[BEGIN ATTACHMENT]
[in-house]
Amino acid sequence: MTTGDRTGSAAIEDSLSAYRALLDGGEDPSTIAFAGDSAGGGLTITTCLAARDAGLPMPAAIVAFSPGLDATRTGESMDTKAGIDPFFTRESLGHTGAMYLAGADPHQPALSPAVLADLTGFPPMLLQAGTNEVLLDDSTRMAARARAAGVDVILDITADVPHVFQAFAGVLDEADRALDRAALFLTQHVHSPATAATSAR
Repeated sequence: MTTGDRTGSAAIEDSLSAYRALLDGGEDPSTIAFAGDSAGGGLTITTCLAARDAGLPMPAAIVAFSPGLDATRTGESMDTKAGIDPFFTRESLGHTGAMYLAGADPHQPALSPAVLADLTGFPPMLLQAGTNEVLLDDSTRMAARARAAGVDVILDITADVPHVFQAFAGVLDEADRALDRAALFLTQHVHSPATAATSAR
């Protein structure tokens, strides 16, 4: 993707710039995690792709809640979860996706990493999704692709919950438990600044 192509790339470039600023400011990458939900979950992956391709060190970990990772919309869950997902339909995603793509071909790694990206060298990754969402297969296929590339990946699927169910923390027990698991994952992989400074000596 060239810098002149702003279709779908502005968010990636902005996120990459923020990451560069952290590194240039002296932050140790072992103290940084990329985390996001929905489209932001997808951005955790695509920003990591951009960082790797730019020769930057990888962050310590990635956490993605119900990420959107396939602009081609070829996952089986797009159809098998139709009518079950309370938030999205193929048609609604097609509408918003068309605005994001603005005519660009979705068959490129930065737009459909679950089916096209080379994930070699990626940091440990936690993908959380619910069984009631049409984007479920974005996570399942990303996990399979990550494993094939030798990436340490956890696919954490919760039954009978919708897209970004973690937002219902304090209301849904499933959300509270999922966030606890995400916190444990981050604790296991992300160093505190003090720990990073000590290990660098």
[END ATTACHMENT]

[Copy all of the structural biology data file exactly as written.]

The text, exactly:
[in-house]
Amino acid sequence: MTTGDRTGSAAIEDSLSAYRALLDGGEDPSTIAFAGDSAGGGLTITTCLAARDAGLPMPAAIVAFSPGLDATRTGESMDTKAGIDPFFTRESLGHTGAMYLAGADPHQPALSPAVLADLTGFPPMLLQAGTNEVLLDDSTRMAARARAAGVDVILDITADVPHVFQAFAGVLDEADRALDRAALFLTQHVHSPATAATSAR
Repeated sequence: MTTGDRTGSAAIEDSLSAYRALLDGGEDPSTIAFAGDSAGGGLTITTCLAARDAGLPMPAAIVAFSPGLDATRTGESMDTKAGIDPFFTRESLGHTGAMYLAGADPHQPALSPAVLADLTGFPPMLLQAGTNEVLLDDSTRMAARARAAGVDVILDITADVPHVFQAFAGVLDEADRALDRAALFLTQHVHSPATAATSAR
């Protein structure tokens, strides 16, 4: 993707710039995690792709809640979860996706990493999704692709919950438990600044 192509790339470039600023400011990458939900979950992956391709060190970990990772919309869950997902339909995603793509071909790694990206060298990754969402297969296929590339990946699927169910923390027990698991994952992989400074000596 060239810098002149702003279709779908502005968010990636902005996120990459923020990451560069952290590194240039002296932050140790072992103290940084990329985390996001929905489209932001997808951005955790695509920003990591951009960082790797730019020769930057990888962050310590990635956490993605119900990420959107396939602009081609070829996952089986797009159809098998139709009518079950309370938030999205193929048609609604097609509408918003068309605005994001603005005519660009979705068959490129930065737009459909679950089916096209080379994930070699990626940091440990936690993908959380619910069984009631049409984007479920974005996570399942990303996990399979990550494993094939030798990436340490956890696919954490919760039954009978919708897209970004973690937002219902304090209301849904499933959300509270999922966030606890995400916190444990981050604790296991992300160093505190003090720990990073000590290990660098």